- Prevention of surgical infection: identification of the problem and practical solutions. Relative contributions of hospital vs community pathogens, and of theatre vs ward sources.
- Treatment of surgical infection: therapeutic choices and their pharmacokinetic aspects
Methods in Public Health and Epidemiology
This module builds on previously taught techniques and principles that distinguish epidemiological research from true experimental research. It also provides an introduction to commonly used planning and decision making tools in public health practice.
Students will develop an understanding of how epidemiological research principles can be applied to public health medicine. Students are also introduced to statistical software packages and will learn to carryout basic statistical tests including chi-squared tests, t-tests and correlation.
They will also be introduced to advanced statistical methods such as logistic regression, multivariable analysis and meta-analysis. Students will develop an understanding of some of the core activities of public health practice and methodological approaches underpinning public health practice.
This module will provide you with a conceptual framework relevant to embryonic, foetal, neonatal, childhood and adolescent growth and development. You’ll be introduced to the pervasive concept of human development as a programmed evolution in structure and function of the brain.
You’ll explore the need for development in human neuroscience with reference to brain embryology; pre-term birth, brain tumours; and epilepsies, and other current clinical research areas, from new-borns to teenagers.
The Molecular Pathology of Cancer
This module uses colorectal cancer as a paradigm of neoplastic disease and covers the molecular basis of cancer, the clinicopathological manifestation of disease and translational research.
Innate Immunity and the Immunopathology of Inflammation
You will be build on previous learning and acquiring knowledge to extend and deepen your understanding of molecular and cellular aspects of innate immunity and gain knowledge and understanding of the mechanistic basis of inflammatory diseases.
This will also enable you to appreciate the development of novel forms of therapy for inflammatory diseases.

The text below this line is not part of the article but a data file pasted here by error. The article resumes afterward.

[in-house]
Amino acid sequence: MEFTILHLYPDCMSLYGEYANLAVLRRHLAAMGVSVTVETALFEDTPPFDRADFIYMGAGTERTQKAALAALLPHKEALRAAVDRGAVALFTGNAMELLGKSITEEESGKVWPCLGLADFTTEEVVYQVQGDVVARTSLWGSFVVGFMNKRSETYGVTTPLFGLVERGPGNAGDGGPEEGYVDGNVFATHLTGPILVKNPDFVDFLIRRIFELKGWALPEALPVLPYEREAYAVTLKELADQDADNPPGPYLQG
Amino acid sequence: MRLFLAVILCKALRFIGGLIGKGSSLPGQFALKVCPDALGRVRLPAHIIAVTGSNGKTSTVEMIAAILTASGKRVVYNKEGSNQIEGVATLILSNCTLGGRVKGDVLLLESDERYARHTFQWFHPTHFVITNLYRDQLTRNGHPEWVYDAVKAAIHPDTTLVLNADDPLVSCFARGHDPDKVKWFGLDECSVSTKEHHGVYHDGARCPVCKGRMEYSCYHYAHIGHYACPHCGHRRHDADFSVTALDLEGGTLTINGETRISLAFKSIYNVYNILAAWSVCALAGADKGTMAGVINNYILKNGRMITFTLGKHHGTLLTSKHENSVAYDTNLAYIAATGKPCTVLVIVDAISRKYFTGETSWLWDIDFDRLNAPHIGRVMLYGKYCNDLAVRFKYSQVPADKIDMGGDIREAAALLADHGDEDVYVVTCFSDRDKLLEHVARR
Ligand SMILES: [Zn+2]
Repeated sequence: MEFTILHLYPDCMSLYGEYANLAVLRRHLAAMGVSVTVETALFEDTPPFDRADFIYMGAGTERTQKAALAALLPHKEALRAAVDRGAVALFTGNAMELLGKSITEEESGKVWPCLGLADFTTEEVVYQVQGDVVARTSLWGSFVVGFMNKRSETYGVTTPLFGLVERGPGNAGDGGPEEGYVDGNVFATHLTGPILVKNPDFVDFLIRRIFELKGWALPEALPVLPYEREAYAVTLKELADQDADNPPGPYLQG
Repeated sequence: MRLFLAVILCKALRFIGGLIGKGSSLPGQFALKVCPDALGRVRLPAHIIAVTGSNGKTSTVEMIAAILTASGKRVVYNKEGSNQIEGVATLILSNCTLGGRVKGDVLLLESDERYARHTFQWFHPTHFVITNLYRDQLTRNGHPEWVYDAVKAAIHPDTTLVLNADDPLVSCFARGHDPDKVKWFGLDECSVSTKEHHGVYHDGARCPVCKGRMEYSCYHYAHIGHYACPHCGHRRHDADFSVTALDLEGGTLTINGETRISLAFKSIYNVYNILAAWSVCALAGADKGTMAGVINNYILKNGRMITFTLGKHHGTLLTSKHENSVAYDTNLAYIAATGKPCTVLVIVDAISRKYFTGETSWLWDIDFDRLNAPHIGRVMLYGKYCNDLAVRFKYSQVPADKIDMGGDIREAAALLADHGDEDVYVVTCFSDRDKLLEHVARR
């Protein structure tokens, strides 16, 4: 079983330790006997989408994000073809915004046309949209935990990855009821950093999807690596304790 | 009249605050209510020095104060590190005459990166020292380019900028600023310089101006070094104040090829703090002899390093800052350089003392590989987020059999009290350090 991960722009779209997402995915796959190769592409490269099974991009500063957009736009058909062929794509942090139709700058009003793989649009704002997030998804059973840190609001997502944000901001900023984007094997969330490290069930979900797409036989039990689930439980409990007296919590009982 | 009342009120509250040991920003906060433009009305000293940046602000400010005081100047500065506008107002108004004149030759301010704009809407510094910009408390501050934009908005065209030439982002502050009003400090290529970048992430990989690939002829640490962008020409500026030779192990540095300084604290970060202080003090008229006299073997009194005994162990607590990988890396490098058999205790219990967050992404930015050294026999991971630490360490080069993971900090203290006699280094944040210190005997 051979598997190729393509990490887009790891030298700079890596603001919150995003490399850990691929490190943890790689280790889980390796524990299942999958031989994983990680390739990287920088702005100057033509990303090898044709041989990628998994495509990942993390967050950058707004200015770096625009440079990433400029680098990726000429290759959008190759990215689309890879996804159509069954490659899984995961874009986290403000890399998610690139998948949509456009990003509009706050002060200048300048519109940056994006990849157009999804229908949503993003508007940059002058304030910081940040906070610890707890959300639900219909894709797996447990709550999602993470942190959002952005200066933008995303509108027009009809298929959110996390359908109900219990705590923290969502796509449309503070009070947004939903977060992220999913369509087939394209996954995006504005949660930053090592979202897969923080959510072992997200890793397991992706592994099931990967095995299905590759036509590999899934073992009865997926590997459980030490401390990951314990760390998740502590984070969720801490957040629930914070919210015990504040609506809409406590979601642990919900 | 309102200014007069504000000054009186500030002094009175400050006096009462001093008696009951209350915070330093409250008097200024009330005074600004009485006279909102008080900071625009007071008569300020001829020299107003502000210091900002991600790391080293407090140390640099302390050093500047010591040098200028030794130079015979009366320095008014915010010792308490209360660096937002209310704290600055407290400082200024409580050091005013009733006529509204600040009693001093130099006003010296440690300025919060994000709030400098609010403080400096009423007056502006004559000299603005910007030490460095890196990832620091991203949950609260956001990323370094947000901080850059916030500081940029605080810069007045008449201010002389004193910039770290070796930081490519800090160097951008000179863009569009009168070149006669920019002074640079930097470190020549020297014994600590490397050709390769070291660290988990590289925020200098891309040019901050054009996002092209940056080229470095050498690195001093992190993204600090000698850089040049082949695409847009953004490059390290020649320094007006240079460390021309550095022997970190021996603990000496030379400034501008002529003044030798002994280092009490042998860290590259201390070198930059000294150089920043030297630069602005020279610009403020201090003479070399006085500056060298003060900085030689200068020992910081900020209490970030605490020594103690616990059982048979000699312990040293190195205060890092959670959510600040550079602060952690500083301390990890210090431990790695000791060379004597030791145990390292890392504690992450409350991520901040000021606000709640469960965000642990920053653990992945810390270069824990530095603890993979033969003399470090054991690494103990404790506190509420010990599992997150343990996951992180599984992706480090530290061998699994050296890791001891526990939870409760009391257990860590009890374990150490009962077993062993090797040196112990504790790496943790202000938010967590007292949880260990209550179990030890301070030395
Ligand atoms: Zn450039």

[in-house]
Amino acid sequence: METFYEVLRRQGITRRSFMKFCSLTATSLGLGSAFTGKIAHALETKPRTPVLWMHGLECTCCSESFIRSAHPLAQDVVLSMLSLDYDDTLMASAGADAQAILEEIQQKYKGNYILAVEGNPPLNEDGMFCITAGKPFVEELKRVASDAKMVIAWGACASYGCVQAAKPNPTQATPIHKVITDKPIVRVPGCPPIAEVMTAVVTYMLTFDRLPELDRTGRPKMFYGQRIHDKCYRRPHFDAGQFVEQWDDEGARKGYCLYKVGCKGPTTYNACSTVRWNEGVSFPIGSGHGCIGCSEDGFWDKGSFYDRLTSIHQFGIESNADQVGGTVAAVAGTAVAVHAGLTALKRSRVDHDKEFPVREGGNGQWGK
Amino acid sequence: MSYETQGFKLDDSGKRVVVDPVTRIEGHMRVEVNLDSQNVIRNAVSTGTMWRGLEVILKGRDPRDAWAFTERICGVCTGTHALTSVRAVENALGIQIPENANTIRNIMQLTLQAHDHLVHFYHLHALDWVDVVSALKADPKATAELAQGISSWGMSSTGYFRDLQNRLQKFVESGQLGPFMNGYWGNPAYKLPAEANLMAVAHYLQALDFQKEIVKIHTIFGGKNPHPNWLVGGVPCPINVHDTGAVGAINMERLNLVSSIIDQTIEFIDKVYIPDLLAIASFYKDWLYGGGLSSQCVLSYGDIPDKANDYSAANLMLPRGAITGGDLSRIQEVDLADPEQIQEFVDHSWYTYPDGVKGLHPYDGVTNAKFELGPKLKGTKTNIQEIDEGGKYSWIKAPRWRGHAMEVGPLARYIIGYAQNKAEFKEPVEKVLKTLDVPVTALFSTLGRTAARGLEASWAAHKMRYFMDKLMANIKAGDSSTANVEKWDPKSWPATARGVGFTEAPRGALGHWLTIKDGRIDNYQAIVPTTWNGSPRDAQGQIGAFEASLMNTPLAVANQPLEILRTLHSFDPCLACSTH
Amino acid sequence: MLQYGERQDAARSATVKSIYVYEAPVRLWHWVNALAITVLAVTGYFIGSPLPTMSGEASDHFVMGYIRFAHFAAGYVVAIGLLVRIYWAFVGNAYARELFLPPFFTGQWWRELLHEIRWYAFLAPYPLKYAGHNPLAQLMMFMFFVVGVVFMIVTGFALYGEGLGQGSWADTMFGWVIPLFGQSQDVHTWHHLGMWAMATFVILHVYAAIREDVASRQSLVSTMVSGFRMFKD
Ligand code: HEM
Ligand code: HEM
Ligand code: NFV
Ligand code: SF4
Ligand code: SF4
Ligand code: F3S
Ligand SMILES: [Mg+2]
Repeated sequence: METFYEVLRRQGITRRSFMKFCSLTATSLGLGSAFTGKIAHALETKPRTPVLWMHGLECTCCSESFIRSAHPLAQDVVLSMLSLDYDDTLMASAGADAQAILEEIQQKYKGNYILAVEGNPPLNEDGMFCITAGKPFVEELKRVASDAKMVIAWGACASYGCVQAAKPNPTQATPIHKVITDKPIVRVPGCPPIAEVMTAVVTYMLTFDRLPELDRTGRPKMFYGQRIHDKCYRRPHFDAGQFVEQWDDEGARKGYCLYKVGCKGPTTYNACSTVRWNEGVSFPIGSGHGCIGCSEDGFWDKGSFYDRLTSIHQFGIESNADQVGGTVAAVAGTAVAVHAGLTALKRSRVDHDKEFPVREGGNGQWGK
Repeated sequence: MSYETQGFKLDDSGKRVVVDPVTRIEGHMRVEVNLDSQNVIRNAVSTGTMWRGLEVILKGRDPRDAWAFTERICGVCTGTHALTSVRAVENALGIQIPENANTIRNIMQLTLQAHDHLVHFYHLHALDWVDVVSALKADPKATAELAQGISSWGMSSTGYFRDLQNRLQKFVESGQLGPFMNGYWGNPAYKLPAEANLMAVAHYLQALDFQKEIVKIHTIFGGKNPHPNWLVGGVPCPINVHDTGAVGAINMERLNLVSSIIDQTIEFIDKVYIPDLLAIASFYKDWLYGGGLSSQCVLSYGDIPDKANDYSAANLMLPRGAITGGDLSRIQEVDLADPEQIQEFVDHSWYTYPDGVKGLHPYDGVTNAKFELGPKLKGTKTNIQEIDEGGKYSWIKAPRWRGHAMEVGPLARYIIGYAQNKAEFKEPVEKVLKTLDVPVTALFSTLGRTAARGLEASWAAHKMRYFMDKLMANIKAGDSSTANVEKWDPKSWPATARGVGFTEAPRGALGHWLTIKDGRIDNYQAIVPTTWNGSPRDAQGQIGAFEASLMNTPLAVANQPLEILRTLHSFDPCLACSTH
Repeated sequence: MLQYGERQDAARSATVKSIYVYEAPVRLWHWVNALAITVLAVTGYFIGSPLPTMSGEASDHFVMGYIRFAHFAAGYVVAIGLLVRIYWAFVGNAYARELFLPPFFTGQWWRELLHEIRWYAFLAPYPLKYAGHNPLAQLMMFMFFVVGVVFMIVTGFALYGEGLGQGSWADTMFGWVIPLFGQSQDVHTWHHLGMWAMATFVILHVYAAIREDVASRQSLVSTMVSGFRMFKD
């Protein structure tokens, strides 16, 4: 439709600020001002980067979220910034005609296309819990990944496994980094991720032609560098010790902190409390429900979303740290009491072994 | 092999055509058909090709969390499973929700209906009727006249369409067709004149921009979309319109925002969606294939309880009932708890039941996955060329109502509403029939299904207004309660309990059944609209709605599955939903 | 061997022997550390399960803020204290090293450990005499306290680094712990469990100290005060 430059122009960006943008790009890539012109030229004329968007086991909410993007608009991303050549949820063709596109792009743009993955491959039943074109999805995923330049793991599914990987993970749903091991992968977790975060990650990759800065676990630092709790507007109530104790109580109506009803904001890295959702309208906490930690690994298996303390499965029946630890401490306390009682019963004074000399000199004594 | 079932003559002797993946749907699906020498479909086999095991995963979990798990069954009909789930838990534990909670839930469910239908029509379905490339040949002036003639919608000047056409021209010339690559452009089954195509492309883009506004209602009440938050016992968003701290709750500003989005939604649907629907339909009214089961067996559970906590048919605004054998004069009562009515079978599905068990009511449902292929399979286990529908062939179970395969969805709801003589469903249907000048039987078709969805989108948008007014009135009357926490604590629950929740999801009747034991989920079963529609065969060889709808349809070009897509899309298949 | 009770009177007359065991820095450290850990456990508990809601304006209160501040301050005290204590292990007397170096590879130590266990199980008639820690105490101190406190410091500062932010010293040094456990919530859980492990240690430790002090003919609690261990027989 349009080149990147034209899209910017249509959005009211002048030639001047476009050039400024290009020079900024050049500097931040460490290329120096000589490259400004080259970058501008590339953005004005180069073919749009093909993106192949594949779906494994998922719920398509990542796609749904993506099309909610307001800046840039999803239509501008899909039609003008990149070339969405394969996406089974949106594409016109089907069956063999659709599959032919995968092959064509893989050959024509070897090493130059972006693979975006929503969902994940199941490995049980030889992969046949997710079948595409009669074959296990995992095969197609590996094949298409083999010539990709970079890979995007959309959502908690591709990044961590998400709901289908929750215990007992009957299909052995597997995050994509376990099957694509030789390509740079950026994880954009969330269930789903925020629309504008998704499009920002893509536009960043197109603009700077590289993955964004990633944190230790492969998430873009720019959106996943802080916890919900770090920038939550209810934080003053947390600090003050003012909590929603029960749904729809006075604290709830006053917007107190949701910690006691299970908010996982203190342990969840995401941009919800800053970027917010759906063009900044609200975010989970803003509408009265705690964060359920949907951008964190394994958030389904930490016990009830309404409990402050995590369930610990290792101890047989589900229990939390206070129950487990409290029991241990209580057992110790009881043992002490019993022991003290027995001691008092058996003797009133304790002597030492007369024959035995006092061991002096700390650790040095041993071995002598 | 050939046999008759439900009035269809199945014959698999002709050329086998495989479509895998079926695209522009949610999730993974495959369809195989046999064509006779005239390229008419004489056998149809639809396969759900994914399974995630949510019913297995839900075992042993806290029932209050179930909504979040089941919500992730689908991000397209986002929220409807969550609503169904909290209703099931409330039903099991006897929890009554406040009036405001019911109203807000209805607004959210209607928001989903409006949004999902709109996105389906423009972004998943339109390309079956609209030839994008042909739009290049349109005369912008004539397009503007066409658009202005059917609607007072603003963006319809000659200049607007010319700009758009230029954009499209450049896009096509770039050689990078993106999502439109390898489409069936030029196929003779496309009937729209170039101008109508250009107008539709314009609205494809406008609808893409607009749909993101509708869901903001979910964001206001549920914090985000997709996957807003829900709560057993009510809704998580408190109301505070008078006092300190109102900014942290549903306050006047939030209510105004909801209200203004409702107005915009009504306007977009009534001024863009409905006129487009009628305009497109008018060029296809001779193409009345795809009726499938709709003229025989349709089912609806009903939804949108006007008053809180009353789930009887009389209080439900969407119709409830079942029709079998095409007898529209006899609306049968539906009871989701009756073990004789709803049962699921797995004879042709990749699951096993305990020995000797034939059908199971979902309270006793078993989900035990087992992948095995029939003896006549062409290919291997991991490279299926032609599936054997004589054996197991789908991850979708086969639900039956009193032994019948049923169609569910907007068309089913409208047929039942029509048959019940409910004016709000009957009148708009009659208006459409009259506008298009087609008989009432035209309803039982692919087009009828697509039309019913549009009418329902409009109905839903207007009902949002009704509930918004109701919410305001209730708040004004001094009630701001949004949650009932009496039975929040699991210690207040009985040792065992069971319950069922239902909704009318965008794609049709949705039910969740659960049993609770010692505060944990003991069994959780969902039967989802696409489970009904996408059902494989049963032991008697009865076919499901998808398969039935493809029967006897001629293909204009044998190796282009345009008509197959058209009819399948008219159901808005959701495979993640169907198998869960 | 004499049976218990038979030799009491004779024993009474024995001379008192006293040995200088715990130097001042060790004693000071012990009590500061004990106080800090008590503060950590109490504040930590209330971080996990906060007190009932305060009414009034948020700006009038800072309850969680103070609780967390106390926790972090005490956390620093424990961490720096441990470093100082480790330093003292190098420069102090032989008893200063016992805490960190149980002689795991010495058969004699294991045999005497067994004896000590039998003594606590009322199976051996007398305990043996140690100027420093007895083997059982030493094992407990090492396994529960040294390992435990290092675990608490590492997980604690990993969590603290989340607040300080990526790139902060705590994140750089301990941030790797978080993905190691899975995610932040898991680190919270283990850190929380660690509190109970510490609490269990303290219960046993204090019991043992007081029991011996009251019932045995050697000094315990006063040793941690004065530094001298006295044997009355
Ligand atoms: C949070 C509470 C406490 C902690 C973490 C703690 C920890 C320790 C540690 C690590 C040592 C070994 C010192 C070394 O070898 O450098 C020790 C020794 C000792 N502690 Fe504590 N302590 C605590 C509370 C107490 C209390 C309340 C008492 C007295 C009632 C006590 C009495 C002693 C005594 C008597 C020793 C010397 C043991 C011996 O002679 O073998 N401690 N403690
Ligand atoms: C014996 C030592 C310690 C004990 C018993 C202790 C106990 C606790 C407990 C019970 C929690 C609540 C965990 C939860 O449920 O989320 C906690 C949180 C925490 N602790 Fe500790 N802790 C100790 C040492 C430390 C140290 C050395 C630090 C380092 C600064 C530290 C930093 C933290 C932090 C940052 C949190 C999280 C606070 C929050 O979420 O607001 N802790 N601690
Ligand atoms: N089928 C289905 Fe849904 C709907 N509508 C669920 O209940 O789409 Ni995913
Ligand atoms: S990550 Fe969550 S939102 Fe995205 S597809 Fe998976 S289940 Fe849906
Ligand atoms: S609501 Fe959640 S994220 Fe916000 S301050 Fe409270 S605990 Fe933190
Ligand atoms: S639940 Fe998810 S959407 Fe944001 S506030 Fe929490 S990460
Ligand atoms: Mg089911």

Clinical Applications of Current Neuroglia Research
The module will cover the following topics:
- Introduction to neuroglia cells including historical perspectives and description of roles of neuroglia (astrocytes, oligodendrocytes and microglia) in CNS physiology
- The role and potentialuse as clinical targets of neuroglial cells in the following conditions will be described: insulininduced hypoglycaemia, demyelinating diseases, brain tumours, epilepsy and CNS regeneration
The course focuses on the clinical knowledge and basic research approaches to investigate:
- Chronic Pulmonary Obstructive Disease
- Interstitial Lung Disease
- Lung cancer and infection.
Clinical Renal Physiology and Therapeutics
Kidney disease is relatively common and its incidence is increasing because of the ageing population and increases in the incidence of obesity, diabetes mellitus and hypertension.
This module focuses on the pathology and treatment of kidney diseases. This will predominantly be within an overview of renal structure and function, the clinical features of, and diagnostic tools used in, kidney disease, the pathology,assessment and management of kidney diseases such as glomerular disease,vascular disease, nephrotic syndrome, and chronic kidney disease.
Patient safety, human error and avoiding harm in healthcare
This module considers:
- the epidemiology of harm in healthcare
- theories of what safety means in healthcare
- models of how errors and harm occur
- the role of investigation in reducing harm
- the evidence for safety initiatives
- the role of human factors in delivering safe healthcare
This module will provide an overview of normal haematopoiesis and current concepts in normal and cancer haematopoietic stem cell biology.
It will also:
- enable students to develop an appreciation of the causes, pathogenesis and molecular mechanisms of haematological malignancies
- provide an insight into the laboratory tests important in the diagnosis, stratification and prognosis of specific malignant haematological conditions
- provide an overview of the diagnosis, treatment and management of haematological malignancies
- develop an appreciation of the rationale behind the national leukaemia trails
- give students an overview of the principles of stem cell transplantation
- demonstrate the new research findings (drugs, mutations, biomarkers etc) in malignant haematology which are improving management and outcome of patients and allowing the advancement of targeted therapy.